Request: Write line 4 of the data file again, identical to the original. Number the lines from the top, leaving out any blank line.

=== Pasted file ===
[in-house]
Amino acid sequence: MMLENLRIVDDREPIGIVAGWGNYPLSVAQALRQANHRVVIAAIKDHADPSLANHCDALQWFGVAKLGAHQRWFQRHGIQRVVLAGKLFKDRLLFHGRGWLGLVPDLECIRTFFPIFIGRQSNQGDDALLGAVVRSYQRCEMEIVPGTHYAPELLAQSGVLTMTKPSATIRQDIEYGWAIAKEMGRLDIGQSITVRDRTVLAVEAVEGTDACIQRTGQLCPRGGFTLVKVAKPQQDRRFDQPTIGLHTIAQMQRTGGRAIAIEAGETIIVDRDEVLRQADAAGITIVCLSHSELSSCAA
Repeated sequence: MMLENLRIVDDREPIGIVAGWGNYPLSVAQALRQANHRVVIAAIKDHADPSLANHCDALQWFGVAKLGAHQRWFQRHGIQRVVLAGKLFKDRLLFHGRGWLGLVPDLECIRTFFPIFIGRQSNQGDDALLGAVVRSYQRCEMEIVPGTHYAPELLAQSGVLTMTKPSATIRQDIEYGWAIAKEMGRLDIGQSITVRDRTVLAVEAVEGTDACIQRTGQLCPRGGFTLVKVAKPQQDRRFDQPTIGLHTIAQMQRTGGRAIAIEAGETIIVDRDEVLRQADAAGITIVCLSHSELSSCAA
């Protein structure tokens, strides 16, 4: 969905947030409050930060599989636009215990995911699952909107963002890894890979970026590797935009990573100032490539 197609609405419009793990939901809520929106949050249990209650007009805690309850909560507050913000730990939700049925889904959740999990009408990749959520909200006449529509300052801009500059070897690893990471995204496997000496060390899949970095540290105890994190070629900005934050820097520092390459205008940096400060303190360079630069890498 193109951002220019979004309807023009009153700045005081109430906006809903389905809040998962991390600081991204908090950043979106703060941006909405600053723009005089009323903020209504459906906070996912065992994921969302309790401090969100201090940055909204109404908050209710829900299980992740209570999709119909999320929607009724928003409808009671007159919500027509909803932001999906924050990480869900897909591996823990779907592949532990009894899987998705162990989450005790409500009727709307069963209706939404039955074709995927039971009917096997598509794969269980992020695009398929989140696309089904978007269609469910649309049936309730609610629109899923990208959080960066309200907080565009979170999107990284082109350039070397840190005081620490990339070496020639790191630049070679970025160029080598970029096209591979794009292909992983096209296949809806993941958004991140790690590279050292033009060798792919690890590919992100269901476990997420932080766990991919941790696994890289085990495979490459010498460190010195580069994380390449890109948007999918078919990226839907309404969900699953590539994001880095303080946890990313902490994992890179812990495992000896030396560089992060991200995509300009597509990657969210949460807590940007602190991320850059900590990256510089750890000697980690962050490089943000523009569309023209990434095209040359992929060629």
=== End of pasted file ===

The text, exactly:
């Protein structure tokens, strides 16, 4: 969905947030409050930060599989636009215990995911699952909107963002890894890979970026590797935009990573100032490539 197609609405419009793990939901809520929106949050249990209650007009805690309850909560507050913000730990939700049925889904959740999990009408990749959520909200006449529509300052801009500059070897690893990471995204496997000496060390899949970095540290105890994190070629900005934050820097520092390459205008940096400060303190360079630069890498 193109951002220019979004309807023009009153700045005081109430906006809903389905809040998962991390600081991204908090950043979106703060941006909405600053723009005089009323903020209504459906906070996912065992994921969302309790401090969100201090940055909204109404908050209710829900299980992740209570999709119909999320929607009724928003409808009671007159919500027509909803932001999906924050990480869900897909591996823990779907592949532990009894899987998705162990989450005790409500009727709307069963209706939404039955074709995927039971009917096997598509794969269980992020695009398929989140696309089904978007269609469910649309049936309730609610629109899923990208959080960066309200907080565009979170999107990284082109350039070397840190005081620490990339070496020639790191630049070679970025160029080598970029096209591979794009292909992983096209296949809806993941958004991140790690590279050292033009060798792919690890590919992100269901476990997420932080766990991919941790696994890289085990495979490459010498460190010195580069994380390449890109948007999918078919990226839907309404969900699953590539994001880095303080946890990313902490994992890179812990495992000896030396560089992060991200995509300009597509990657969210949460807590940007602190991320850059900590990256510089750890000697980690962050490089943000523009569309023209990434095209040359992929060629």